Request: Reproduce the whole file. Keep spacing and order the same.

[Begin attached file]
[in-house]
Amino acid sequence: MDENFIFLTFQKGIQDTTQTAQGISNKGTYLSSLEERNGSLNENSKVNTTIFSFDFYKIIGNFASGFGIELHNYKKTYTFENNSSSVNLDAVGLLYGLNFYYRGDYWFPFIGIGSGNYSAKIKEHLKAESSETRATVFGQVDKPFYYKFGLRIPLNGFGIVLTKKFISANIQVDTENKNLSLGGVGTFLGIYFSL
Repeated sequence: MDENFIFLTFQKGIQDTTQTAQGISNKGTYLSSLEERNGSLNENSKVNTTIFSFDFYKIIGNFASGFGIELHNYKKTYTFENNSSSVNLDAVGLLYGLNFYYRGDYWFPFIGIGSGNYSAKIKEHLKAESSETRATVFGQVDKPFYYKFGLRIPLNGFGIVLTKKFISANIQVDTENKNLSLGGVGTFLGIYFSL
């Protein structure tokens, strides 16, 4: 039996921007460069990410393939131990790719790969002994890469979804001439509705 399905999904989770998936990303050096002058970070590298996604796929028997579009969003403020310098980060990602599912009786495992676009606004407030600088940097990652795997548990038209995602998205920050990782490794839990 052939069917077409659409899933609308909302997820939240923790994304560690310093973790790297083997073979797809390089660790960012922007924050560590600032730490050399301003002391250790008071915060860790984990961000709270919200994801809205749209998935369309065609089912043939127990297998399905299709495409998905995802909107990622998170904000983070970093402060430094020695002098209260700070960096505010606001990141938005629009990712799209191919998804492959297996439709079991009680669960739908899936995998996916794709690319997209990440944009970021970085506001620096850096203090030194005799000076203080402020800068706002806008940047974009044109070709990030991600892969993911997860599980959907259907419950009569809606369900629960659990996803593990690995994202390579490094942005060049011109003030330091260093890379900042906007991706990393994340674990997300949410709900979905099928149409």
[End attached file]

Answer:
[in-house]
Amino acid sequence: MDENFIFLTFQKGIQDTTQTAQGISNKGTYLSSLEERNGSLNENSKVNTTIFSFDFYKIIGNFASGFGIELHNYKKTYTFENNSSSVNLDAVGLLYGLNFYYRGDYWFPFIGIGSGNYSAKIKEHLKAESSETRATVFGQVDKPFYYKFGLRIPLNGFGIVLTKKFISANIQVDTENKNLSLGGVGTFLGIYFSL
Repeated sequence: MDENFIFLTFQKGIQDTTQTAQGISNKGTYLSSLEERNGSLNENSKVNTTIFSFDFYKIIGNFASGFGIELHNYKKTYTFENNSSSVNLDAVGLLYGLNFYYRGDYWFPFIGIGSGNYSAKIKEHLKAESSETRATVFGQVDKPFYYKFGLRIPLNGFGIVLTKKFISANIQVDTENKNLSLGGVGTFLGIYFSL
């Protein structure tokens, strides 16, 4: 039996921007460069990410393939131990790719790969002994890469979804001439509705 399905999904989770998936990303050096002058970070590298996604796929028997579009969003403020310098980060990602599912009786495992676009606004407030600088940097990652795997548990038209995602998205920050990782490794839990 052939069917077409659409899933609308909302997820939240923790994304560690310093973790790297083997073979797809390089660790960012922007924050560590600032730490050399301003002391250790008071915060860790984990961000709270919200994801809205749209998935369309065609089912043939127990297998399905299709495409998905995802909107990622998170904000983070970093402060430094020695002098209260700070960096505010606001990141938005629009990712799209191919998804492959297996439709079991009680669960739908899936995998996916794709690319997209990440944009970021970085506001620096850096203090030194005799000076203080402020800068706002806008940047974009044109070709990030991600892969993911997860599980959907259907419950009569809606369900629960659990996803593990690995994202390579490094942005060049011109003030330091260093890379900042906007991706990393994340674990997300949410709900979905099928149409």